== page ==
Not to worry; a bishop is just a bishop.
A bishop who is assigned to run a diocese (“bishop” means “overseer”), he is a diocesan bishop, known as the Bishop of Wherever. He will automatically have various rights and duties by virtue of having become a diocesan bishop (e.g., he has to care for the priests of that diocese, and he can appoint pastors to parishes within that diocese, etc.).
If he happens to be assigned to an archdiocese instead of a diocese (that difference being one of size, importance, or history), then he’s an archbishop, known as the Archbishop of Greater Wherever.
If he resigns/retires (and the resignation/retirement is accepted by the Pope), then he becomes Bishop Emeritus of Wherever.
If he’s assigned to another bishop’s diocese to help out, he’s an auxiliary bishop. That’s sort of like an assistant bishop; he has all the powers of the bishop, but he does not have the right of succession to that diocese. He’s simply the Auxiliary Bishop of Wherever.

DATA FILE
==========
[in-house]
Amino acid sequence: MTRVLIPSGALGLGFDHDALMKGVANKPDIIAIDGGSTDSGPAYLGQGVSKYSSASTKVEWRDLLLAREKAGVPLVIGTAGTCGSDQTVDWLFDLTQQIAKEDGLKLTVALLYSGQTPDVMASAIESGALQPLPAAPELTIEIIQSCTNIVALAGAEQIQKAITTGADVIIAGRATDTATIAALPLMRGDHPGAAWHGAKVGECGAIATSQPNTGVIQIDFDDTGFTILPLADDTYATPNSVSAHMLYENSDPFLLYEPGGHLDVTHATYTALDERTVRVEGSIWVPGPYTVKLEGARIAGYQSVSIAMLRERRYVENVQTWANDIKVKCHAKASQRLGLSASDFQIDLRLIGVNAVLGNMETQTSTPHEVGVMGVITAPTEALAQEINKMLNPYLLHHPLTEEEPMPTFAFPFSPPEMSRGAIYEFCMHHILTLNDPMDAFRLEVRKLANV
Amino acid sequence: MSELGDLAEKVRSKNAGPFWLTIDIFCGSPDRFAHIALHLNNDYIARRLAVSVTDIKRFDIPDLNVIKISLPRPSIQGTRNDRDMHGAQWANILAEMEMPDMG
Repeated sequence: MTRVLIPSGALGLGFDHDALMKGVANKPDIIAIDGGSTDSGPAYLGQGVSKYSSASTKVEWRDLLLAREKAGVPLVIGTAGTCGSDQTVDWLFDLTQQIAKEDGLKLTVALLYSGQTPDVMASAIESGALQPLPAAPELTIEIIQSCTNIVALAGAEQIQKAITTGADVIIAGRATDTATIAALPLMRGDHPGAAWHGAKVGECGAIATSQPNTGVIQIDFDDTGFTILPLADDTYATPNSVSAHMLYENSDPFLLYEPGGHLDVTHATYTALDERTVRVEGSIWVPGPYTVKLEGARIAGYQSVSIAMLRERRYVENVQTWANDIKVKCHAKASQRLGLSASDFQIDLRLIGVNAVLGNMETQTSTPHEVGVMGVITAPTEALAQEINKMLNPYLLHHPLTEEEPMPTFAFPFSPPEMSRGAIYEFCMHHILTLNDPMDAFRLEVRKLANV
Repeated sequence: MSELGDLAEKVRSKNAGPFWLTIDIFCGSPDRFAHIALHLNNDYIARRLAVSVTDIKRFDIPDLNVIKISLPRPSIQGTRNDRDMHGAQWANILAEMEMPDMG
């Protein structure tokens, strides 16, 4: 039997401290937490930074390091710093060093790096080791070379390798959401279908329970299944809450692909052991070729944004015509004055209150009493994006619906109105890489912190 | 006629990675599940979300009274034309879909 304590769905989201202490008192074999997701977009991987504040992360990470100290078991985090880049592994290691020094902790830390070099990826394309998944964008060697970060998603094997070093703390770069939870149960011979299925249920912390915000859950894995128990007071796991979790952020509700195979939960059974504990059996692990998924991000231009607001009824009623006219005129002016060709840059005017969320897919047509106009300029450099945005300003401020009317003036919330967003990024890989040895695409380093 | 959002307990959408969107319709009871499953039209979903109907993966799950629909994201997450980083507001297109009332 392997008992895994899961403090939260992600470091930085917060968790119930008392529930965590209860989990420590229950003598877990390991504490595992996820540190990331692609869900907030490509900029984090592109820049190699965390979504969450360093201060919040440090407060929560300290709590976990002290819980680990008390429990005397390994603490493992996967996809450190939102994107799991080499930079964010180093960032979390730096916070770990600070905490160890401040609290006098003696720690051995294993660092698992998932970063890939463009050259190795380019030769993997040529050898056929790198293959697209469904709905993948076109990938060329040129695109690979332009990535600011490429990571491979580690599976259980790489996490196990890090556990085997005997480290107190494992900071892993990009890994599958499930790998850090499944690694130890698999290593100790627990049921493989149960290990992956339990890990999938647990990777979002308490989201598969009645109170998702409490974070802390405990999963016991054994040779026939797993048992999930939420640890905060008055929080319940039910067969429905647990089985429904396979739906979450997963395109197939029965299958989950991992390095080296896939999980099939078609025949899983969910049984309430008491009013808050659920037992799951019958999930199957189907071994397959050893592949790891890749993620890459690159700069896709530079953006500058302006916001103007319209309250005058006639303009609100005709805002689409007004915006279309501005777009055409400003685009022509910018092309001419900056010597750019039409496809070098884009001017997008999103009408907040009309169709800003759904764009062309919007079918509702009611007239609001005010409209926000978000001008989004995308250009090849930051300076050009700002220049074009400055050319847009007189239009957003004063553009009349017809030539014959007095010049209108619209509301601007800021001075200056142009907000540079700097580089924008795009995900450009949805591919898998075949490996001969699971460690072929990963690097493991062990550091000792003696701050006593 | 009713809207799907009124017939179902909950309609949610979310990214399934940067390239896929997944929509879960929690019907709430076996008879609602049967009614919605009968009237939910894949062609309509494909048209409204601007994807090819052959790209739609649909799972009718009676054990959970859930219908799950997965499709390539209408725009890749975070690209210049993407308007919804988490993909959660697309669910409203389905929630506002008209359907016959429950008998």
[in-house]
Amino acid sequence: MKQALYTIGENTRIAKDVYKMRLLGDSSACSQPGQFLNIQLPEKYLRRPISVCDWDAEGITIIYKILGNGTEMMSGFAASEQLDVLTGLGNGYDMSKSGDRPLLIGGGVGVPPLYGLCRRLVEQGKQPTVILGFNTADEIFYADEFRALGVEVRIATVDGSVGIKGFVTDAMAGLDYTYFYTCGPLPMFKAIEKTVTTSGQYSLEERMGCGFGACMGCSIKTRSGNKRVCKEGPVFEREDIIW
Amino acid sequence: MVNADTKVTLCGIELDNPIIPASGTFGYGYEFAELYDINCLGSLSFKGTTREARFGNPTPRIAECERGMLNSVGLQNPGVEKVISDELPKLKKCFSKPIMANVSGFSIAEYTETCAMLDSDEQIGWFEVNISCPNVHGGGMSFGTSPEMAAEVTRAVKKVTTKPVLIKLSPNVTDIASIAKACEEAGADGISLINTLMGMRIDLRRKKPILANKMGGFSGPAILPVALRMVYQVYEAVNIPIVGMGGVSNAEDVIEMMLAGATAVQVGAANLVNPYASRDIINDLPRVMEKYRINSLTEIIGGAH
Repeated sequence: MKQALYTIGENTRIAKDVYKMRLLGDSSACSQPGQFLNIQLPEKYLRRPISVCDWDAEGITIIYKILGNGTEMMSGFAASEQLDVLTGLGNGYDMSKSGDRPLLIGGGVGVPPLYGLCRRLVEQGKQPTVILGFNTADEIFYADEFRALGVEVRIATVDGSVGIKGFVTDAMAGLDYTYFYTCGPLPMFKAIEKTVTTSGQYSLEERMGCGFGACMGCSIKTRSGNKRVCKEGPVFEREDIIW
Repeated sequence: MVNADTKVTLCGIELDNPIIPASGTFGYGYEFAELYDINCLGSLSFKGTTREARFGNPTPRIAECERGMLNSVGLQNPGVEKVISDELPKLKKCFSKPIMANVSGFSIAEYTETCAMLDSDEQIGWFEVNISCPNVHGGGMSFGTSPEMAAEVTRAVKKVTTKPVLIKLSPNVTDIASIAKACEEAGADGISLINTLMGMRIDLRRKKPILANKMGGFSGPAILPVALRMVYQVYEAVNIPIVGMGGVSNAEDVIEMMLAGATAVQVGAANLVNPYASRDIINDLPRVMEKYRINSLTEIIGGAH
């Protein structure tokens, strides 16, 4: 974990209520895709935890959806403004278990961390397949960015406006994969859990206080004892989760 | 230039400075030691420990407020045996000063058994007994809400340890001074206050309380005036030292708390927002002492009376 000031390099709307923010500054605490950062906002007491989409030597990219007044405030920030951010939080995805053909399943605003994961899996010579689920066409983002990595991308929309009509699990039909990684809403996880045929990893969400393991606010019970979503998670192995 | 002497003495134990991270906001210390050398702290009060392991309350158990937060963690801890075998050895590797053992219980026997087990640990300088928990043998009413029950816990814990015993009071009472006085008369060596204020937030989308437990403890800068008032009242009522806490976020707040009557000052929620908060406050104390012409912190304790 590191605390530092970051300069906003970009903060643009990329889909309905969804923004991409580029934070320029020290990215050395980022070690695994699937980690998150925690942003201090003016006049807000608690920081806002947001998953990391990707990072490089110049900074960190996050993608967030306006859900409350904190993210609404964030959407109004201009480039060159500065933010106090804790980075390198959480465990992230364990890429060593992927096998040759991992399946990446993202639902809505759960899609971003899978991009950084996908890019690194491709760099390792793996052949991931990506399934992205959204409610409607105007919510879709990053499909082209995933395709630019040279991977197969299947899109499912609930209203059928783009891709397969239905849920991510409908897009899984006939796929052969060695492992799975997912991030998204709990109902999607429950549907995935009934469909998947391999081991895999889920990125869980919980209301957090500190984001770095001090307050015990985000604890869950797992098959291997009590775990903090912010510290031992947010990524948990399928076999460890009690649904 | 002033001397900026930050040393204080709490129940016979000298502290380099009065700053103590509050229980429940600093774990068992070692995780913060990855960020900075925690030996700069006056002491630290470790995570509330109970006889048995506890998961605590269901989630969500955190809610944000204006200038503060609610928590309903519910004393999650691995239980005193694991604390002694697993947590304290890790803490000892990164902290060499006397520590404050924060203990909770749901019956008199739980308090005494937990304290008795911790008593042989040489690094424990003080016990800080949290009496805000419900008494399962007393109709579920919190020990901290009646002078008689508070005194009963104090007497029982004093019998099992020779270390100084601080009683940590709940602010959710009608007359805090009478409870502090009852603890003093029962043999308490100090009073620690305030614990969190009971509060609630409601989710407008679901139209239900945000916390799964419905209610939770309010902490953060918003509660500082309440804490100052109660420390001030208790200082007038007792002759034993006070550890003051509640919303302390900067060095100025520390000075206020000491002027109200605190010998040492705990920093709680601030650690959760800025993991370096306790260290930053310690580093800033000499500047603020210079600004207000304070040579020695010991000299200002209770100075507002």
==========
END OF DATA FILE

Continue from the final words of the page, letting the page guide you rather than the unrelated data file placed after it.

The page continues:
If he’s assigned to another bishop’s diocese to help out and it’s understood that he will be the next bishop of that diocese when the current one leaves, then he’s the coadjutor bishop of that diocese. Then everyone knows he’s the next Bishop of Wherever.
Coadjutor bishops and auxiliary bishops are described in the Code of Canon Law and have certain rights and duties associated with their positions.
A bishop who is not assigned to care for a particular diocese is called a titular bishop: he has the title and powers of a bishop but not a diocese to go with them (and therefore lacks the powers associated with being a diocesan bishop: he can’t appoint a pastor of a parish, since he doesn’t have any parishes).